When reigning US Open champion Rafael Nadal
suddenly stopped talking and began to slump in his chair, Tramlines almost fell off its own seating device.
It must have been even more shocking for those assembled for the press conference - hacks with glazed-over eyes, so used are they to perfunctory
post-match platitudes from players.
was one of the greatest players to grace the sport of tennis, one minute in
full flow - and the next seeming to lose control of his motor functions.
The truth of the matter was, thankfully,
relatively mundane: Nadal had cramp. Nothing more, nothing less.
However, after calling for medical
attention, and with the press officer asking for a ceasefire on photo-taking,
he did not get to his feet and seek to stretch out the offending muscle - but
instead slipped off his chair entirely and to the floor, with the problem leg left
protruding above the table top in view of all. Truly bizarre.
It raises questions of whether the hard-running
Mallorcan can defend his title in New York.
He has a day off to recuperate ahead of his
last-16 clash with big-serving Gilles Muller, and should not have a problem
against the world No.68, but the path gets tricky from there on in. Andy
Roddick or David Ferrer awaits in the quarter-finals then former Flushing
Meadows finalist Andy Murray, who was in superb form to breeze past Feliciano
Lopez in straight sets on Sunday night, will meet him in the semis.
Nadal called the press corps back into the
room and shrugged off the incident, saying: "I will train
normally on Monday. It was just a normal cramp that could have happened
anywhere, but it happened in the press room. Anywhere else, nobody would have noticed."
Trammers is not and never has been a
professional tennis player - despite its 100 per cent record against Alex Bogdanovic on clay - so for all it knows it may be quite normal to get cramp in the
front and back of the leg at the same time, as described by Nadal, two hours after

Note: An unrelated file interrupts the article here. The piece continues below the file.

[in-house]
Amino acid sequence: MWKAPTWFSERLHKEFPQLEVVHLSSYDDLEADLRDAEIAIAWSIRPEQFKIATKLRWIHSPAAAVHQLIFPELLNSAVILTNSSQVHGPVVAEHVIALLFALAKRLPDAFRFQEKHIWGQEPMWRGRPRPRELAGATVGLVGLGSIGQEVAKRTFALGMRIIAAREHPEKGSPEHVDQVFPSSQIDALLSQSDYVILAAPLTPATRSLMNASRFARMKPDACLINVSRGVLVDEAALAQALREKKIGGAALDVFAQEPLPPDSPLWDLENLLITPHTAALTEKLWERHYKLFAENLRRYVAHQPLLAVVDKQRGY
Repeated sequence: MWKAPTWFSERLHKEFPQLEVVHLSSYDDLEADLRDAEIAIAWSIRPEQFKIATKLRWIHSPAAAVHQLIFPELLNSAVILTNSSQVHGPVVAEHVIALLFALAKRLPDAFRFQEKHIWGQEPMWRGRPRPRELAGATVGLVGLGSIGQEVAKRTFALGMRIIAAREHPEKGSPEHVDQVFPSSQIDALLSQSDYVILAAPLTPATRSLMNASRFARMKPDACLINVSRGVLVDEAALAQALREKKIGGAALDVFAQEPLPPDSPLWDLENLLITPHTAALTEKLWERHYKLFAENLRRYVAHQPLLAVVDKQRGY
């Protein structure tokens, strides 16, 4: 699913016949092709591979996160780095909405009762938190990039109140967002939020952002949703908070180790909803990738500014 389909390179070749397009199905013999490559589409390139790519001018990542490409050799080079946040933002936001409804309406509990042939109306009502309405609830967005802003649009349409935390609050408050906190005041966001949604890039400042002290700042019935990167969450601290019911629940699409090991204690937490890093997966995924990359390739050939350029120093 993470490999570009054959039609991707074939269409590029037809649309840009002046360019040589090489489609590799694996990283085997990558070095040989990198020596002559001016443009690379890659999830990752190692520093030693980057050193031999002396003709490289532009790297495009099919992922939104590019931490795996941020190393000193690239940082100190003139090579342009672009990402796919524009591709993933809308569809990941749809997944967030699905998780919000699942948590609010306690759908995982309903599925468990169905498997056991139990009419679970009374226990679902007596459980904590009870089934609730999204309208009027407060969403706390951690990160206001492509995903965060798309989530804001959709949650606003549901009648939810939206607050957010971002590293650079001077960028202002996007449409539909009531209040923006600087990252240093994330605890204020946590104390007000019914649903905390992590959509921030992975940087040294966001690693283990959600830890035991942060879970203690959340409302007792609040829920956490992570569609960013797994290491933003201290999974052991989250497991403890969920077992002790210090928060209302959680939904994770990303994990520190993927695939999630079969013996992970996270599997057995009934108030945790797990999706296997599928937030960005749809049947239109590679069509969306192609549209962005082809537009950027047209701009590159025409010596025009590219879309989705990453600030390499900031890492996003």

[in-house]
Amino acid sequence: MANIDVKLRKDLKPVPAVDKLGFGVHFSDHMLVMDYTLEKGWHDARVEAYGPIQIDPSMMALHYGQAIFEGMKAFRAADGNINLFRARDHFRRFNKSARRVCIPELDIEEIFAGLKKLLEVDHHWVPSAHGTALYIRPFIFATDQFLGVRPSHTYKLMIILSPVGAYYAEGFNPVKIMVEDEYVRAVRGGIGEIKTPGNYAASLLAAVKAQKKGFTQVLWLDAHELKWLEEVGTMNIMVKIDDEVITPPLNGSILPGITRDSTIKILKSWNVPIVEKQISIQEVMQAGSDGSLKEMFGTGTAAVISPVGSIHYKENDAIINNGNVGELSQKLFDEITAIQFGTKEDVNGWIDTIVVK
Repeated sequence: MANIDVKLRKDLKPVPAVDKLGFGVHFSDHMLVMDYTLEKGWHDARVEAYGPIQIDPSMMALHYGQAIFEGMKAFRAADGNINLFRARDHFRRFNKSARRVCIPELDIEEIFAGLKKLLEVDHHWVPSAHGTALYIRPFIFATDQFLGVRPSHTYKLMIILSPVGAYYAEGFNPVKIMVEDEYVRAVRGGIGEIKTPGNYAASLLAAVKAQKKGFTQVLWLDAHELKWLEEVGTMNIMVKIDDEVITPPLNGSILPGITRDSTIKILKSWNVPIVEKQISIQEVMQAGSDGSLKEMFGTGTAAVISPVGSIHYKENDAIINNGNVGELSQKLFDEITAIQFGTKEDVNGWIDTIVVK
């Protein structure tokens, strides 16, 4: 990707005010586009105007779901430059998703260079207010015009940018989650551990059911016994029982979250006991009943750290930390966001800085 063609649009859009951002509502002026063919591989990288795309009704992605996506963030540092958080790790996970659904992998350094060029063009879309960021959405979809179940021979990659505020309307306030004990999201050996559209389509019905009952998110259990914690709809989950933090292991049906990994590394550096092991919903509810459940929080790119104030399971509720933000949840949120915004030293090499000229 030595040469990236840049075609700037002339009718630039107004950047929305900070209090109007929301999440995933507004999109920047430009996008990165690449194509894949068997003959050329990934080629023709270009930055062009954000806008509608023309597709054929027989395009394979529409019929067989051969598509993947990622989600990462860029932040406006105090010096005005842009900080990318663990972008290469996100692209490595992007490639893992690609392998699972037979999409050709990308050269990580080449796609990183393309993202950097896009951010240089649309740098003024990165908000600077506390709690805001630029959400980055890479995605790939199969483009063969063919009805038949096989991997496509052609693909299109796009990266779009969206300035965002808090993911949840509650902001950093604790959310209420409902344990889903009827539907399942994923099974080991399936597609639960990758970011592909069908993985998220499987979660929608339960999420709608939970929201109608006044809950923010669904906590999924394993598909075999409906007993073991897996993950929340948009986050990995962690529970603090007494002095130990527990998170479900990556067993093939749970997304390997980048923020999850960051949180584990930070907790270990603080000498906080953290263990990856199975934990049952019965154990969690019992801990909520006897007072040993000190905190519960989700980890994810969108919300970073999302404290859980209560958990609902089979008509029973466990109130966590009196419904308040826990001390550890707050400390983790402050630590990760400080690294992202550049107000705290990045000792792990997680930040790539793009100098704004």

a top-level game.
However, mundane or not, a problem that can
force a beast like Nadal to the floor in agony cannot bode well for his
physical condition at the most demanding of all Grand Slams. And especially not
when you consider how far his game is based on relentless defensive work.
He has made a concerted effort in recent
times to base his triumphs more on serve and volley, saving his suspect knees
from taking too many poundings in exhilarating but punishing long rallies.
That move has not been a great success - to
Trammers's cycloptic eye, at least - and the second seed needed a medical timeout during his
triumph over David Nalbandian in order to put a tape on his leg.
If this is what happens to Nadal after a win
in straight sets, what would a five-set marathon do to him?
Agree? Or (more likely) disagree? Enter the
discussion with a comment below.
Murray has revenge in his sights when he
meets wildcard Donald Young in the last 16 - but he should win at a canter if
his match against Lopez was anything to go by.
Having scraped through in five sets against
a supercharged Robin Haase, the three-setter against Lopez was a tonic for the
Scot. He did not drop a single point on serve in the first set and saved both
of the break points that he faced over the course of the evening.
Murray lost to Young in the early rounds of
the Indian Wells Masters in March, but that was then and this is now.
was in a pretty bad place probably around Indian Wells. It was a tough, tough
part of the year for me," he said tonight. "It's not so much revenge
against Donald. It's more for the situation I was in there and making sure that
I can kind of move on from that."
and the whole of Scotland - sorry, Britain - is hoping that he can go a few steps
further than that and put to bed his Grand Slam final curse.
Quote of the day: "I was feeling really bad. I
think it was because it's really humid today. It's hot. And also, when you are
there, you have a lot of emotion in the court. My body just need to breathe,
and I starting maybe to have the sensation to throw up. But doesn't, without
nothing inside, so it didn't come out." In a tournament beset by
withdrawals and retirements, Flavia Pennetta reveals how the pressure of
playing in a Slam can in part cause an athlete to feel ill.
of the day: Pennetta,
vanquisher of Maria Sharapova in the previous round, for beating both her dry
retches and higher-seeded Peng Shuai to reach the quarter-finals for the second
ahead: Top seed Caroline
Wozniacki facing former US Open champion Svetlana Kuznetsova could be tasty - Sveta
looked good in her fourth-round win over Akgul Amanmuradova. Trammers predicts
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